It is with great sadness and angst that we all read about the Charlie Gard case in late July. Like many of us, I was left asking: what does this means for those of us who have children, or aspire to? I wonder how many of us have grasped the very serious implications of the judge’s decision, reached using a law called the Children’s Act 1989, to decide the fate of little Charlie, including his treatment and the subsequent removal of his life support machine. The ramifications for faith communities like ours are profound and disturbing.

Charlie suffered from Mitochondrial DNA Depletion Syndrome, which causes progressive muscle-defect and brain illness. I am not here to say who was right, who was wrong, or anything related to the case. But I do want to make the Jewish community aware of what this case exposed: a serious flaw in the system which allows a judge to intervene in our children’s lives, up to and including the decision to turn our child’s life support machine off.

I thought we lived in a free society, free to choose where our kids go to school, what religion we raise them in, if any, and what food we buy them? This ruling shows where that freedom ends. It is an ugly, invasive law that usurps parents’ rights in a major part of a child’s life if, God forbid, anyone parent should be in that position.

We saw how it removes parents’ rights to choose whether their child should be treated in a hospital here or elsewhere, even if specialist treatments only exist elsewhere. If doctors in the UK exhaust the options open to them in the UK, why do they get to say parents can’t go abroad to try, even if the chances are slim?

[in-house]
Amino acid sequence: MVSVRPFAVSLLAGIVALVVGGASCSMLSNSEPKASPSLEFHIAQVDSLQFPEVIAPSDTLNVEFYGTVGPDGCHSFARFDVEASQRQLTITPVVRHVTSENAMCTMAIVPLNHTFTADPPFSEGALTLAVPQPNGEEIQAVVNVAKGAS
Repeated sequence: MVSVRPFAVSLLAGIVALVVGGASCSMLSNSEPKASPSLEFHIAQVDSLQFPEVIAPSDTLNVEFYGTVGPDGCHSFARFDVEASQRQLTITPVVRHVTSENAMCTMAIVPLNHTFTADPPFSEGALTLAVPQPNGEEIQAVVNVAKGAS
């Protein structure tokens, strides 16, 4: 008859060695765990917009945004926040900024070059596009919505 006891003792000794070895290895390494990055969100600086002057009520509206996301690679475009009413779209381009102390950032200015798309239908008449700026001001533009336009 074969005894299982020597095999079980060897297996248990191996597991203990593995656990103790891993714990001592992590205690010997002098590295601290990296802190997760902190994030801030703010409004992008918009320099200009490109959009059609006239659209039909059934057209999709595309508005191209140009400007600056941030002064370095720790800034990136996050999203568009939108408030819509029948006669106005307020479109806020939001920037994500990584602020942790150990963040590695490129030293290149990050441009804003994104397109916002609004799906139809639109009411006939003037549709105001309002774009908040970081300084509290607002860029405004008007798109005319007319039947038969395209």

I contacted my local MP, Mike Freer about this, asking him to help give parents the right to decide where a child is treated if no UK hospital offers specialist treatment of the kind Charlie’s parents sought. His response astounded me.

He stated: “The Gard case raises difficult issues and it is understandable that any parent will wish to take every measure, if it provides a chance for their child to live. The doctors and clinicians have a duty to do all they can, but to do no harm, if in their clinical opinion the available treatments will not work or do more harm than good. Where parents and doctors cannot agree then the matter goes to court. I remain comfortable with that.”

When I contacted my rabbi about it, he told me that every case is different and needs to be made on a case-by-case ruling in terms of Halacha. But Jewish law does not say that if a doctor believes there is no ‘quality of life’ we should just switch off the life support machine.

I know this is a very delicate issue, and as the father of a 21-month old, I know I may be particularly sensitive to it, but I feel we must ask ourselves: should these decisions be ours, or are we going to allow judges to intervene in desperate times and strip the fundamental right to decide on the future of patient care?